|LGV is caused by serotypes L1, L2, and L3 of the bacteria Chlamydia trachomatis. These serotypes differ from the chlamydial serotypes that cause trachoma, inclusion conjunctivitis, and chlamydial urethritis and cervicitis because they can invade and reproduce in regional lymph nodes.
Lymphogranuloma venereum occurs in 3 stages.
The 1st stage begins after an incubation period of about 3 days with a small skin lesion at the site of entry. It may cause the overlying skin to break down (ulcerate) but heals so quickly that it may pass unnoticed.
The 2nd stage usually begins in men after about 2 to 4 weeks, with the inguinal lymph nodes on one or both sides enlarging and forming large, tender, sometimes fluctuant masses (buboes). The buboes stick to deeper tissues and cause the overlying skin to become inflamed, sometimes with fever and malaise. In women, backache or pelvic pain is common; the initial lesions may be on the cervix or upper vagina, resulting in enlargement and inflammation of deeper perirectal and pelvic lymph nodes. Multiple draining sinus tracts may develop and discharge pus or blood.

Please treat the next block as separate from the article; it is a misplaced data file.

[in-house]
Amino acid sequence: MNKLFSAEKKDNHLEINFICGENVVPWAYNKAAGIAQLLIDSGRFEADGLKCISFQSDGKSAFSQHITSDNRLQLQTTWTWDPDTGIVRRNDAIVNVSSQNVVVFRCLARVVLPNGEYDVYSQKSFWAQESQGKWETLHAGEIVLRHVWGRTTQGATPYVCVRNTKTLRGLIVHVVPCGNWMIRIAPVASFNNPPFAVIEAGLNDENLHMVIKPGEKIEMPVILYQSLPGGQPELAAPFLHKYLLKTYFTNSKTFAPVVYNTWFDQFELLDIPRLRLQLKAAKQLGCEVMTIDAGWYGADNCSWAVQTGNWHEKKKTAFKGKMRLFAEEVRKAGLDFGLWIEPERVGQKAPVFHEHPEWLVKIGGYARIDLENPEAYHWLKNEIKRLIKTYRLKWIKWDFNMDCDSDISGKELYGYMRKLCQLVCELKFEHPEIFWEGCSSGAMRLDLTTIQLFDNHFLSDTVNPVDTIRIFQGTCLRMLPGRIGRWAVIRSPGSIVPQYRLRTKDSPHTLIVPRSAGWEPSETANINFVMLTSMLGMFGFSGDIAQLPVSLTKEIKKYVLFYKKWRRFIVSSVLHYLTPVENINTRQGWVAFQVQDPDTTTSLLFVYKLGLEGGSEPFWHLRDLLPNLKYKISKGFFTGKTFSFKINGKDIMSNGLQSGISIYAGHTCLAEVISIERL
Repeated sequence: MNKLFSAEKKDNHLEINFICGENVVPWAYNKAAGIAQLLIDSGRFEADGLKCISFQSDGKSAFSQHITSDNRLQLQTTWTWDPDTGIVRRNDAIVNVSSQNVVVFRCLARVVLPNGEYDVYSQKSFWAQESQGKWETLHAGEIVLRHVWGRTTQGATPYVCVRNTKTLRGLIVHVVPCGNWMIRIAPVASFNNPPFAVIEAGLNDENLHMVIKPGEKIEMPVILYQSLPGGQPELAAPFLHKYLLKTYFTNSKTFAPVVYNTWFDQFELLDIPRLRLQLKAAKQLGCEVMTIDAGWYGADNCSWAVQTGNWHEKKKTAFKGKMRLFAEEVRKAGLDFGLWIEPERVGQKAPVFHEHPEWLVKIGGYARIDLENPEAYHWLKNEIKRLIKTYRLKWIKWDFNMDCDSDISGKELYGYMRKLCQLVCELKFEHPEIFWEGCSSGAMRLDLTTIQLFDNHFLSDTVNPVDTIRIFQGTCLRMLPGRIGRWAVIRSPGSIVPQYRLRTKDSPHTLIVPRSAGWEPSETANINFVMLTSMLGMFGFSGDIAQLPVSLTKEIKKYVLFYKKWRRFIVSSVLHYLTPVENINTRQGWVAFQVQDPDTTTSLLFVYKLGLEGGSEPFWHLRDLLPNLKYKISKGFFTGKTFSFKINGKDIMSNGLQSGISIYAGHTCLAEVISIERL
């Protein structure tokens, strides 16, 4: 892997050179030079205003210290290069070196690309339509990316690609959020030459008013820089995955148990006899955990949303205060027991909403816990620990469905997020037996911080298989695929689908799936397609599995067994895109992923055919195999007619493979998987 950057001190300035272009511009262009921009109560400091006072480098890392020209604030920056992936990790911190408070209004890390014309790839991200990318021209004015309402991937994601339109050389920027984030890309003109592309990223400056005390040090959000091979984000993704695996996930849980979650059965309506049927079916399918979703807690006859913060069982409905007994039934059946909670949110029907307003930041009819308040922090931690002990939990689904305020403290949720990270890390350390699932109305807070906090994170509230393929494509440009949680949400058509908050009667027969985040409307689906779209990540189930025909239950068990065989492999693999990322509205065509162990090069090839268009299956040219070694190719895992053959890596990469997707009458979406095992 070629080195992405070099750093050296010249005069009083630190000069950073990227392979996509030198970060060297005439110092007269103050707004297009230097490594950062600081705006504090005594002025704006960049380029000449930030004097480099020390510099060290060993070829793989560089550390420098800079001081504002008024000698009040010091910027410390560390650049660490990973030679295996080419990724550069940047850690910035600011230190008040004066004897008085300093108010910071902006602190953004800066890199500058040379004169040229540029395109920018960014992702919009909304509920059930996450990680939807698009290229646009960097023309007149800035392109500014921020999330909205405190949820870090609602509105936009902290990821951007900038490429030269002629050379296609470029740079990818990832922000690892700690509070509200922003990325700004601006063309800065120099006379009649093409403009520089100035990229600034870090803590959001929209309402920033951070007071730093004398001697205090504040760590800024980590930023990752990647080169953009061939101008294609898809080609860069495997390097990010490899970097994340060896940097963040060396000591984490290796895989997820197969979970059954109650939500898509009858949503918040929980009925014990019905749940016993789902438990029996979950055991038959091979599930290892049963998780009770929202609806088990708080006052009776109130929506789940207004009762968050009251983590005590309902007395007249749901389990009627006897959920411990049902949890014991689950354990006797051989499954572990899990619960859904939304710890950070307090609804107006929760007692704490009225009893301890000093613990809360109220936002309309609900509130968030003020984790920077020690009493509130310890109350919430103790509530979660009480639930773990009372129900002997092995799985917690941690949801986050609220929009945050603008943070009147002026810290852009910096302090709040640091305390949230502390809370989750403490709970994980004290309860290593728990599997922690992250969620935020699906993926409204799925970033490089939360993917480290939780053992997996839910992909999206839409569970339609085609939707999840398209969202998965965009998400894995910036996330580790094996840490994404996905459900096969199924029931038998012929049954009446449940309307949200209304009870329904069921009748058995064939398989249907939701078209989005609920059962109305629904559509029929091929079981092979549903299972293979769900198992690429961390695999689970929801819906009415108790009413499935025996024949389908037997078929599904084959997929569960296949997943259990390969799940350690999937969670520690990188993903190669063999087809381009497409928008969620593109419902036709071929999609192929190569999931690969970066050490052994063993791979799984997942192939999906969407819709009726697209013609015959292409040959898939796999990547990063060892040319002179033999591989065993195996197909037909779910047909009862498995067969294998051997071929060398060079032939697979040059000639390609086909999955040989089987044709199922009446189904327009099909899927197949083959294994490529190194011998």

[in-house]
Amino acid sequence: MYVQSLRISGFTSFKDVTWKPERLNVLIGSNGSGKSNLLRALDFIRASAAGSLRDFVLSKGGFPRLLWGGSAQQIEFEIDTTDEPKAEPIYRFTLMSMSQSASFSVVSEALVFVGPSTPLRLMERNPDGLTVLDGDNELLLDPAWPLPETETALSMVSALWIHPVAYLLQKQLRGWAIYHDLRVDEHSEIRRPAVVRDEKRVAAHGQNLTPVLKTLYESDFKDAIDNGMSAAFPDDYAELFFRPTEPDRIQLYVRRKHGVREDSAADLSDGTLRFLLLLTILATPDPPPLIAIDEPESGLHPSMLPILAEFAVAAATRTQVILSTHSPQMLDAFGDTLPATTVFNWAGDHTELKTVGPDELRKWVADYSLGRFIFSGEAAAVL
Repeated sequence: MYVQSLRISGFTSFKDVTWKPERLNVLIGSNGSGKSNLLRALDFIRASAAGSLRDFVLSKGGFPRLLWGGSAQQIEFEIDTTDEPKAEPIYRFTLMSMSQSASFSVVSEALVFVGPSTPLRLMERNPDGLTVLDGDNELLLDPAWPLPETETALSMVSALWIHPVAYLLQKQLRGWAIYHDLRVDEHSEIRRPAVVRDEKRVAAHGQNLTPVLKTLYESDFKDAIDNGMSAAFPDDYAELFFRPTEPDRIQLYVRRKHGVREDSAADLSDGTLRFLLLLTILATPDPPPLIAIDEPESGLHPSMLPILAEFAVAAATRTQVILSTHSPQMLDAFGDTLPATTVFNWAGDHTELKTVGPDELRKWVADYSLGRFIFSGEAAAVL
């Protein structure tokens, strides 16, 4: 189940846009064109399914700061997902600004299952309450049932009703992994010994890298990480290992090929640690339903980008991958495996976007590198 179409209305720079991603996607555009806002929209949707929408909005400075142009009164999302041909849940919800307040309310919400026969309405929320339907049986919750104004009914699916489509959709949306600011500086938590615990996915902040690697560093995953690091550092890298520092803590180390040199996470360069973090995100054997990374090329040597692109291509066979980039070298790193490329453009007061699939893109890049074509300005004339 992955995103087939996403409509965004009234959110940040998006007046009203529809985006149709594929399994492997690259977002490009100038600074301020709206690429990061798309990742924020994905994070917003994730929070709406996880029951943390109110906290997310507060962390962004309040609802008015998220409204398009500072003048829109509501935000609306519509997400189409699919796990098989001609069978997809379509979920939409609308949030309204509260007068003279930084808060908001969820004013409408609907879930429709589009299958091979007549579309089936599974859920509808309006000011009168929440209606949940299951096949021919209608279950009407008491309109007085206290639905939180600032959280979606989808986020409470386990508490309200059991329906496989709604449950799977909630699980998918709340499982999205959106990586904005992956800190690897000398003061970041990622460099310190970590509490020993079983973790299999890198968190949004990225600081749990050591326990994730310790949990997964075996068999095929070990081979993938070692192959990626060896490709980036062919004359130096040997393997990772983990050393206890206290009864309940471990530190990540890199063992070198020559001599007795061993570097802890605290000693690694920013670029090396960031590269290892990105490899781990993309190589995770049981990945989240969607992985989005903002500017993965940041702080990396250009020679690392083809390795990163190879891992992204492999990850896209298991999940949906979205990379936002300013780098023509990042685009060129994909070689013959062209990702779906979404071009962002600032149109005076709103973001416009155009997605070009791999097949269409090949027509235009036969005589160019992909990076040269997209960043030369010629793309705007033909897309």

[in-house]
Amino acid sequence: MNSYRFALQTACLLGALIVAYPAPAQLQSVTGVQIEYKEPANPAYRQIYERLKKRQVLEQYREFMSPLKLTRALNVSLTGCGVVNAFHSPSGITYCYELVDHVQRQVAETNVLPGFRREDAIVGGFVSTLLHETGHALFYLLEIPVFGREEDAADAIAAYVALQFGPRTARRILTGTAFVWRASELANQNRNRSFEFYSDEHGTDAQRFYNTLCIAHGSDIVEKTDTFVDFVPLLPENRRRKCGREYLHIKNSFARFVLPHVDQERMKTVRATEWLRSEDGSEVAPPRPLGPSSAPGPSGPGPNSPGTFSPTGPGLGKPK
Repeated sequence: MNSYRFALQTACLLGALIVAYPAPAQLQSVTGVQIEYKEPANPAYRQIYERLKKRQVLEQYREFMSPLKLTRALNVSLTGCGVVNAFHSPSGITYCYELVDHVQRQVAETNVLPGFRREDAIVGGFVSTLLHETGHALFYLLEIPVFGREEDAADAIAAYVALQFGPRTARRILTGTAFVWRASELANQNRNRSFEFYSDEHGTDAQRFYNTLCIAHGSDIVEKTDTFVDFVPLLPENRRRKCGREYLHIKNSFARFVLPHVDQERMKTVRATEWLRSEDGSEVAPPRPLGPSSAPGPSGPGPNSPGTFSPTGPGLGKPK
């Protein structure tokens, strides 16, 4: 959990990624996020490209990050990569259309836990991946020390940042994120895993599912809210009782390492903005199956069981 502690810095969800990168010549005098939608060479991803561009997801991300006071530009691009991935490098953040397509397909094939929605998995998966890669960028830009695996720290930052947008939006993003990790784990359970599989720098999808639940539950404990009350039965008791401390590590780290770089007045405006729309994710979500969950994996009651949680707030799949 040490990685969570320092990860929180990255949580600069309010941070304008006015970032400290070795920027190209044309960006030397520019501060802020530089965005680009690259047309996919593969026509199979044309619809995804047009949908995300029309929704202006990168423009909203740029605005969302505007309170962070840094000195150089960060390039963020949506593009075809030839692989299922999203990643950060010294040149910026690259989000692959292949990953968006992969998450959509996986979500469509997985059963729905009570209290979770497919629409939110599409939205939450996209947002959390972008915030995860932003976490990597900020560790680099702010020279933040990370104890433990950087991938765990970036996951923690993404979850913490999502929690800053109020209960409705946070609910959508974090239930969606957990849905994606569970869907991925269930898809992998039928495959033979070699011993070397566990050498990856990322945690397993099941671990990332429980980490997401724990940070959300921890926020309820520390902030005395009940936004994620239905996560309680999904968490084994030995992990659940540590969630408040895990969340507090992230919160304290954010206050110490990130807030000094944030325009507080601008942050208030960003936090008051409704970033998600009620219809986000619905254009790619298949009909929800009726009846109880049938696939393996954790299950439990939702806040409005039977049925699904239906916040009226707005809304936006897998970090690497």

In the 3rd stage, lesions heal with scarring, but sinus tracts can persist or recur. Persistent inflammation due to untreated infection obstructs the lymphatic vessels, causing swelling and skin sores.